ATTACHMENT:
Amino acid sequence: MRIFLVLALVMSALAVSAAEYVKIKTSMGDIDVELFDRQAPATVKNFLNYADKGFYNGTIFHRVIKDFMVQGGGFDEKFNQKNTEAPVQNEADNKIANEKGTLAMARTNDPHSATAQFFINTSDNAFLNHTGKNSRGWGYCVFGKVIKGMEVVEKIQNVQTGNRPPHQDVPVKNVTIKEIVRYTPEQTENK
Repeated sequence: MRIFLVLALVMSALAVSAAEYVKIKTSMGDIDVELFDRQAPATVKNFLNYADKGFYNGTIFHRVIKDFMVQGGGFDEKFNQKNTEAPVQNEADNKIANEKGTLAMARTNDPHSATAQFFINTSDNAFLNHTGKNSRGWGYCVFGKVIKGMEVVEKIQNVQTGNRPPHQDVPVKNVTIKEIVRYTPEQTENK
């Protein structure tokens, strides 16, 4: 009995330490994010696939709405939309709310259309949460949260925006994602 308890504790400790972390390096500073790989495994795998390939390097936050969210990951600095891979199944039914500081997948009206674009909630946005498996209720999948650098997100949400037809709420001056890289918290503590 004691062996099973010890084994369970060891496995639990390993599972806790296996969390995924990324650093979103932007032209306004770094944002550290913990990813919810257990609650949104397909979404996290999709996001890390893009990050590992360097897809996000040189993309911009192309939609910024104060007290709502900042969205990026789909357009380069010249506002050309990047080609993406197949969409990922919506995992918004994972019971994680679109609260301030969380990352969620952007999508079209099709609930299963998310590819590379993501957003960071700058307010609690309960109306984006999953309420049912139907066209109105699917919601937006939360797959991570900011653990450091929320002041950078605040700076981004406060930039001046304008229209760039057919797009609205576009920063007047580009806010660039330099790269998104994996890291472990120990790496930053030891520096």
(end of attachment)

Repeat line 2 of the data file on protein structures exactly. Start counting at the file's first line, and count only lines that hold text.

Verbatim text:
Repeated sequence: MRIFLVLALVMSALAVSAAEYVKIKTSMGDIDVELFDRQAPATVKNFLNYADKGFYNGTIFHRVIKDFMVQGGGFDEKFNQKNTEAPVQNEADNKIANEKGTLAMARTNDPHSATAQFFINTSDNAFLNHTGKNSRGWGYCVFGKVIKGMEVVEKIQNVQTGNRPPHQDVPVKNVTIKEIVRYTPEQTENK